A few hours later we arrived at our destination. We had set off after school, and had a couple of stops so it was dark when we arrived. It was also raining and blowing up a bit of a storm. But one thing about camping is if you don’t put up your tent you don’t have anywhere to sleep. It forces your hand in that way. Maybe one of the things I like about it.
Putting up a 4 man tent in the sunshine in the back garden is, it turns out, a little easier than doing the same thing in a strong wind and driving rain by the light of a flickering torch. I let the youngest stay in the car but the other two had to help or we would never have got it done. It creates a sense of arrival for sure, to make your home together. It transpired we had lost one sleeping bag and one sleeping mat in the luggage incident so we unzipped all of them and made ourselves a family nest. Over the few days we kept discovering what we had lost but on that first evening we most regretted the absence of the can opener. Somewhat awkwardly I did have a corkscrew though and we managed to get into our food with that. The next day we discovered our neighbouring tent had the opposite problem so for the rest of the time we shared our equipment.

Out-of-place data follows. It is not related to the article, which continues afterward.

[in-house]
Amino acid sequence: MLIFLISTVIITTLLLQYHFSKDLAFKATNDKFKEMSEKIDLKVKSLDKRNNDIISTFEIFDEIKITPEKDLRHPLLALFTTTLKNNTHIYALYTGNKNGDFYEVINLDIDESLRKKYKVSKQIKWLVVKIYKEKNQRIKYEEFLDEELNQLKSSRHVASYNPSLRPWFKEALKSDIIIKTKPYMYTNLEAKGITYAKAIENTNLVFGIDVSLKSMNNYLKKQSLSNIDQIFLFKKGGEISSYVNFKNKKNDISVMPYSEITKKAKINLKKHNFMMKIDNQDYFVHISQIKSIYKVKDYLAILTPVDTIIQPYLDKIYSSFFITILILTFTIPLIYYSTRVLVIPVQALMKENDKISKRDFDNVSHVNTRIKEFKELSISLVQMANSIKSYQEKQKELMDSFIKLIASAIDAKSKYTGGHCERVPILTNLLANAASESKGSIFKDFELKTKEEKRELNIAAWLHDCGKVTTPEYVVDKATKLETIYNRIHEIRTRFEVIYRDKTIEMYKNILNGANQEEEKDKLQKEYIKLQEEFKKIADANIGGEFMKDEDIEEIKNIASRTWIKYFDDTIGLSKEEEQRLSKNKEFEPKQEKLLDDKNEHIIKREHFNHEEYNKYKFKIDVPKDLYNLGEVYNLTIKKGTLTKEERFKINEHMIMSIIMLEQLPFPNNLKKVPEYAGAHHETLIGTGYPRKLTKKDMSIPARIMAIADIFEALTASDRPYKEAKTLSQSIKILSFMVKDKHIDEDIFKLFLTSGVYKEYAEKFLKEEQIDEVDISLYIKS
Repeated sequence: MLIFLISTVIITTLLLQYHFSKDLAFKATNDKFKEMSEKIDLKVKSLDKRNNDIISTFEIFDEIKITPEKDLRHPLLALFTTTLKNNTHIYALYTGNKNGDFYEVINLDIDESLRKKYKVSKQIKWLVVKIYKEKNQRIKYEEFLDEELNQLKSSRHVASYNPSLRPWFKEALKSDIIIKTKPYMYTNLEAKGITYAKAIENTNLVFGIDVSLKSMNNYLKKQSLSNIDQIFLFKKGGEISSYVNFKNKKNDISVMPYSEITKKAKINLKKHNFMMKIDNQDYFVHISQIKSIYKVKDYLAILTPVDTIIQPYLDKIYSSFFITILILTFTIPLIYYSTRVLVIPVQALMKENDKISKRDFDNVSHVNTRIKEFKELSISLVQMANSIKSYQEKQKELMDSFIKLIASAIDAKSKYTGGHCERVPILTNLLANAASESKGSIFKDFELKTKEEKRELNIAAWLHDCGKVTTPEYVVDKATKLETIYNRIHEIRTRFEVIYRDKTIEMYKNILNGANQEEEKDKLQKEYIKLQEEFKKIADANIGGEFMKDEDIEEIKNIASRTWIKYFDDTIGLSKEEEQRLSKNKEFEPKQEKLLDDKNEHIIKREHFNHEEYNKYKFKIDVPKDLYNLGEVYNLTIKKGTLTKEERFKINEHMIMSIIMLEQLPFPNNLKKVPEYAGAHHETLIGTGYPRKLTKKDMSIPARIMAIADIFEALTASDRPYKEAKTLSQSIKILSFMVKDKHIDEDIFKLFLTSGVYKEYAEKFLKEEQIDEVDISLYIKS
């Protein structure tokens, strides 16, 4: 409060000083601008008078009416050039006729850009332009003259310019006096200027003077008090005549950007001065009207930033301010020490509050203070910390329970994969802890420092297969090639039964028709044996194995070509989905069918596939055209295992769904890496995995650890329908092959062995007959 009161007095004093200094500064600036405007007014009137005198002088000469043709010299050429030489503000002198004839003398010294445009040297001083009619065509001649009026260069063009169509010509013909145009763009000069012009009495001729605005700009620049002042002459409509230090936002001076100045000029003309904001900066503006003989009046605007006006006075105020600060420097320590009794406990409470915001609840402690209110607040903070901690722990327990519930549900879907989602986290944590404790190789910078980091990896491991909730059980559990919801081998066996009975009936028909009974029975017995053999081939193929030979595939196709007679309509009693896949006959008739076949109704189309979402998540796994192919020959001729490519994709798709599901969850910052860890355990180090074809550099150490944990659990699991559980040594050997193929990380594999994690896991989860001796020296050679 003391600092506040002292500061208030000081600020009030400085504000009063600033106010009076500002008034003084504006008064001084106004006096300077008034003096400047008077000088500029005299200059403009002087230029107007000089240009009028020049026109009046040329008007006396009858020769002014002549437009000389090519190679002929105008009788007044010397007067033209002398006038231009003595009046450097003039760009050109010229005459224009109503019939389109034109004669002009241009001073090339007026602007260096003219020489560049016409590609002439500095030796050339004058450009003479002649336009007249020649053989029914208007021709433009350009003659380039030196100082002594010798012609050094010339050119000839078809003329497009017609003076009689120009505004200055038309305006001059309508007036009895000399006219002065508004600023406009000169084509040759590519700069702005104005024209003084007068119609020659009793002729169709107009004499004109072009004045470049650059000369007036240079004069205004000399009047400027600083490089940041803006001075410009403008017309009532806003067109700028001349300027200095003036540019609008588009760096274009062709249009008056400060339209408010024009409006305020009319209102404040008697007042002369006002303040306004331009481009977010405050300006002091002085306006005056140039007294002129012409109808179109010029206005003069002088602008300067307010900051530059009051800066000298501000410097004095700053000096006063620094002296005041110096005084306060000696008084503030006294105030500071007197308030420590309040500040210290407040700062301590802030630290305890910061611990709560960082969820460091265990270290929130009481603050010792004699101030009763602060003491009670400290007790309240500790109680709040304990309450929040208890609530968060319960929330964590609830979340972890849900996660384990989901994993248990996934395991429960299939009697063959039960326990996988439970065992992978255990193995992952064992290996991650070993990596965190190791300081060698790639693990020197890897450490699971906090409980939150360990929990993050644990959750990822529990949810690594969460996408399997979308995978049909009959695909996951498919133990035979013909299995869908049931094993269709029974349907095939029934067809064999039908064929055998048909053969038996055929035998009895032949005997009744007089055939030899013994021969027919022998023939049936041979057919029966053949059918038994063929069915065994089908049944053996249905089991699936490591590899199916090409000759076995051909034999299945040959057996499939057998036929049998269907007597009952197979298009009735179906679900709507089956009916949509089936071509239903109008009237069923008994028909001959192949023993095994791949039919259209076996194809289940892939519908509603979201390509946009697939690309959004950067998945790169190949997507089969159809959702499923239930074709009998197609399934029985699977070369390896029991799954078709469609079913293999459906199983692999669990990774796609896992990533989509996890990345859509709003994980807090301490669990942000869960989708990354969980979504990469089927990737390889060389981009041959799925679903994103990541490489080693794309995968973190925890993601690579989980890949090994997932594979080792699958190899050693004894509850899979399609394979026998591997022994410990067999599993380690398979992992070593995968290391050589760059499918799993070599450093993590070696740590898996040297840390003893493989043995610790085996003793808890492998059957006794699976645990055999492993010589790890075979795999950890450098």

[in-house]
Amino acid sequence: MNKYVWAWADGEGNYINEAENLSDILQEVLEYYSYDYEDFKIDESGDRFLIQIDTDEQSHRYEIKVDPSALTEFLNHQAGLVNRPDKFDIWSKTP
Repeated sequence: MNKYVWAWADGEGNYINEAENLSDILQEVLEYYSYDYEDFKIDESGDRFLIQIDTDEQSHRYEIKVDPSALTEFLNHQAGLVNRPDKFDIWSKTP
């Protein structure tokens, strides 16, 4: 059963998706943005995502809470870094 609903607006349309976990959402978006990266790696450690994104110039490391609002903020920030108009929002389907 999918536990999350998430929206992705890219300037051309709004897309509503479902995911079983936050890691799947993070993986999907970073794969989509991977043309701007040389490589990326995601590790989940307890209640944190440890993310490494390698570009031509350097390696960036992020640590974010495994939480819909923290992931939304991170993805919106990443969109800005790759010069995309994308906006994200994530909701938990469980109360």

There was one other hitch on this trip. A typhoon. The only one ever to hit that pat of the country. It rained torrentially and constantly. The field quickly became so wet and muddy that no service vehicles could get in or out – I won’t detail the impact on the facilities but you can imagine. By the end of the second day everything was soaking. I called a camp meeting and sat in a circle with the tiny tribe. “OK so we know it’s raining and it will probably keep raining. That’s what they are saying. And I did really want to do this camping with you but I realize it is much harder than we had expected with the weather and the chicken pox. So it’s OK if we decide we have had enough and pack up and go home. So it’s our choice. What do you want to do?”
My six year old son spoke first. “We re here, this is what we are doing and we should keep doing it.” I was surprised and proud of his determination. And needed to know what the rest thought. “Yeah! Lets stay!” cried chicken pox with monetary enthusiasm. “It’s fine, why does it matter if our shoes are wet? We can just stop wearing them, the mud feels nice in your toes” added the eldest.
I beamed. They were marvellous. WE were marvellous. What a fantastic team. “Brilliant! Great decision. Let’s celebrate ourselves with a trip to the hot chocolate tent.”
Luxury holidays are a wonderful thing and I would always be up for those too. But in all our travels as a family, across four continents, this humble camping trip is one that sticks in my memory. Where characters were forged and attitudes developed. Where parenting was a joy.